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Unlocking Islamic land endowments(waqf) for social development

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1 Unlocking Islamic land endowments(waqf) for social development
25 March 2014 World Bank Land and Poverty Conference Unlocking Islamic land endowments(waqf) for social development Bernadette Baird-Zars, Rana Amirtahmasebi, Abdulla Darrat

2 Waqf as a land tool: Extent and status
Multi-country survey of administrative, legal and management context (a) administration and management bottlenecks and opportunities, (b) local legal innovations that could support a contemporary development agenda (c) lessons from policy and programmatic experiments in regeneration of properties.    Major findings Administration and legal framework Current management and utilization Cross-cutting obstacles Questions

3 WHAT IS WAQF? Waqf/Awqaf
Establishes permanent assets with a purpose – social development Some are religious; this paper will discuss ‘charitable’ waqf for social aims Assets can be liquid or semi-permanent; this paper will focus on land, particularly in urban or peri-urban areas Legal framework for management encouraged cross-subsidization, market rents Local boards of trustees, local court oversight Major provider of services historically; preserves endowments. Prominent method for women to control land WHAT IS WAQF?

4 extent Assets extensive but not well mapped
Neighborhood surveys suggest 10-20% of urban land in waqf Current Indian waqf board estimates place current asset value at over USD 1 trillion Largest landowner in Indonesia A 2010 global snapshot by Ernst and Young estimates at least 105 billion in waqf, 2/3 rds in property Single largest landholder in Syria extent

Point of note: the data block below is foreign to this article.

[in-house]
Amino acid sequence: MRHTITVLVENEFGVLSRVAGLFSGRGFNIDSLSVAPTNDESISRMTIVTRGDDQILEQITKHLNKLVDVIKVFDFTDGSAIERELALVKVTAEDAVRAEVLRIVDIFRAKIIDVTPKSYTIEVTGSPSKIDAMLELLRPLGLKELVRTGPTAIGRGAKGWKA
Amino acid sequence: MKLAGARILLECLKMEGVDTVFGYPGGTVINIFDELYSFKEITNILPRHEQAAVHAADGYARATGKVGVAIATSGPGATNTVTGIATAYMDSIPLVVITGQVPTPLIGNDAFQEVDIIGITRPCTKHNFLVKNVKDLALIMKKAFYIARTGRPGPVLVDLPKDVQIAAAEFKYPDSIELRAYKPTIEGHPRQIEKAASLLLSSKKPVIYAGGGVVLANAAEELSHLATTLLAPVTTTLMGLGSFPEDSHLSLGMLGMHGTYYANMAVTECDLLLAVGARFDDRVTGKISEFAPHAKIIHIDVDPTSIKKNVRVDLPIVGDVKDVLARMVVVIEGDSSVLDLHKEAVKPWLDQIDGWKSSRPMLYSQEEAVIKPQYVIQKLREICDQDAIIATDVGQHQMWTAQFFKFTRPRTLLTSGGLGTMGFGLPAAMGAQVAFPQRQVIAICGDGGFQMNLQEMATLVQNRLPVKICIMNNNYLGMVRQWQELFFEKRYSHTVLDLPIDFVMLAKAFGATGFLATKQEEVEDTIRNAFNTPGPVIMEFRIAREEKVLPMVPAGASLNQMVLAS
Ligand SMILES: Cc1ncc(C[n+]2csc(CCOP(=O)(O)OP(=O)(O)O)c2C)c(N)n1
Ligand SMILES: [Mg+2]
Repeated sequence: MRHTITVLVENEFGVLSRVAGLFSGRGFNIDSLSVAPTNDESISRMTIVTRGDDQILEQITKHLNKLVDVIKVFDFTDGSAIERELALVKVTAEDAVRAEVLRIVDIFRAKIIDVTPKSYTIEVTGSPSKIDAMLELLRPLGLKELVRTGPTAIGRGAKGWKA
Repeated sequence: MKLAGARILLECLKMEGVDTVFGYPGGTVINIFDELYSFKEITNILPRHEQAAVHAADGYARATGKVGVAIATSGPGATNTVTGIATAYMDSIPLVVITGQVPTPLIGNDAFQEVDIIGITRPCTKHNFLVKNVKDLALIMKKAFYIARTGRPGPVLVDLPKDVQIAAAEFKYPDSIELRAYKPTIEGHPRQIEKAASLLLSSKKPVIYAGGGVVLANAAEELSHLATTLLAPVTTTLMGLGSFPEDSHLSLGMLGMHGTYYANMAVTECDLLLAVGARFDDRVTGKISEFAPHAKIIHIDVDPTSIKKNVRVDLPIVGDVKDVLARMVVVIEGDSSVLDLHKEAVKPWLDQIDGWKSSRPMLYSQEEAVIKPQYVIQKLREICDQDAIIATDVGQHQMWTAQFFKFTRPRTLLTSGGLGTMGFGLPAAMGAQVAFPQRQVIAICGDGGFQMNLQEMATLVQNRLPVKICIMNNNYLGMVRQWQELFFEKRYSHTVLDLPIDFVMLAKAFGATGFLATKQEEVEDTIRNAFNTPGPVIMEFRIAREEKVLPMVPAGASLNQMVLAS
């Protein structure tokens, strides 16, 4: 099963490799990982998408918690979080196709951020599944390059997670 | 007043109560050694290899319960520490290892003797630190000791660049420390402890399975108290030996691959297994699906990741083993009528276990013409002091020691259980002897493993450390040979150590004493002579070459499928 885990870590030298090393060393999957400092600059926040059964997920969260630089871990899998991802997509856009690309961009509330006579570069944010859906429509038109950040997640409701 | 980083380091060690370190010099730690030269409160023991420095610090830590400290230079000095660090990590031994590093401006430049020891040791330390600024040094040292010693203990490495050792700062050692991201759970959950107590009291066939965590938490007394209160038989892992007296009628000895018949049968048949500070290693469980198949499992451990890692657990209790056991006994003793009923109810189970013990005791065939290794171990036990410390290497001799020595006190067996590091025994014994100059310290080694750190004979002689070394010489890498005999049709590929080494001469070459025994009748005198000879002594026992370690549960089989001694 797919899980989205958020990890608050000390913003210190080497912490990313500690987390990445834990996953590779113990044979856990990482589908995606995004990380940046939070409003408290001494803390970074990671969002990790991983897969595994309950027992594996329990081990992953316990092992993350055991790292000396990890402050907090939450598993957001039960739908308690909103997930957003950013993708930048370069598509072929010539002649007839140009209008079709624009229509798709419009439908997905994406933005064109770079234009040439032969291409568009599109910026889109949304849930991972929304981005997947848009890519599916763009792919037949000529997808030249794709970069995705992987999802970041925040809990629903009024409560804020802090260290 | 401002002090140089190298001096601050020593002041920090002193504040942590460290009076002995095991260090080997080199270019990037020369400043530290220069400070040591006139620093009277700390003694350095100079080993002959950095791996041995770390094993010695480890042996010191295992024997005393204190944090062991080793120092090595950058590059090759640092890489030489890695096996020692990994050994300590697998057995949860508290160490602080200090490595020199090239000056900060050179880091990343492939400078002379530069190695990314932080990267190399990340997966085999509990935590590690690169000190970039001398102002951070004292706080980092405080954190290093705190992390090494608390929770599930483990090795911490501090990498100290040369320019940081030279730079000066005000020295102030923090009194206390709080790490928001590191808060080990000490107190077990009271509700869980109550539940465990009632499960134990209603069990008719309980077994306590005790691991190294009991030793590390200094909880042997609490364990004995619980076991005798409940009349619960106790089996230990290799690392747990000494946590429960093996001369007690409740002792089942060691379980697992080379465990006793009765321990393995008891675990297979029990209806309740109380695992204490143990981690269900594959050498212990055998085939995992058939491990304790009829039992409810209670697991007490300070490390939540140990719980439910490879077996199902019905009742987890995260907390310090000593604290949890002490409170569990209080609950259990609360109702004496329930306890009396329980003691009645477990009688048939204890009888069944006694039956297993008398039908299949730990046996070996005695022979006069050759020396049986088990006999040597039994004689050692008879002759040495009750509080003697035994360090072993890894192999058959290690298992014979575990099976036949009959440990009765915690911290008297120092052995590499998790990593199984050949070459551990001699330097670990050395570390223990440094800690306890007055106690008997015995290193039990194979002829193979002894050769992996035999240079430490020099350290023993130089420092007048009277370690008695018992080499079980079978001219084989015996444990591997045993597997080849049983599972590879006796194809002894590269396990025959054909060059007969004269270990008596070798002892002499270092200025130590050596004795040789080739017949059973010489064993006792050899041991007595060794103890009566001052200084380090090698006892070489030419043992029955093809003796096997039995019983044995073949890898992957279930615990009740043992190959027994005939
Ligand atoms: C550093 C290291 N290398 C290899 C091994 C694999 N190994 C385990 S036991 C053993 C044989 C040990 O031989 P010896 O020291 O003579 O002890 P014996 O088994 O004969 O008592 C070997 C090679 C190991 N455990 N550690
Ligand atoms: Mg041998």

5 New lenses for old tools
Examining waqf for development Poverty alleviation Leveraging private sector participation in social development Growing local capacity – civil society and municipal management for investment and operations of services and social infrastructure ‘Strategic private philanthropy’ (Brookings) Municipal assets to financing expansion Seed funds to grow sector of mission-oriented developers; NGOs Source for civil society – or FBO. New lenses for old tools

6 Uniquely place and land-based
Cities Waqf Need land for social purposes – affordable housing, services Have little funding for expanding basic services, providing social infrastructure Have few established tools to partner with private sector, civil society Service area inherently place-based: neighborhood or city-scale Location in historic centers, areas just out of historic centers, large areas of peri-urban agricultural lands. Often host informal settlements Respected as method for non-statal delivery of services Coming from a practical standpoint Uniquely place and land-based

7 state of current Knowledge
A rich literature examines historical role and legal configurations of waqf The few studies that describe contemporary waqf underscore three points: Current administrative frameworks underinvest, and are often purely public Diversity in country-level tools and legal traditions Status of assets, eg current usages, extents, and new investments, only exist in city-level or neighborhood level profiles Note Sait and Lim, Cizezca state of current Knowledge

8 methodology On-site experience in Morocco, Iran and Syria
Initial scan and matrix of 18 countries In-depth analysis of 6 countries: Afghanistan, India, Indonesia, Iran, Morocco and Uzbekistan In-depth review published academic literature National-level reports and studies Public-sector data and official publications Conversations/interviews with officials, local experts in-country methodology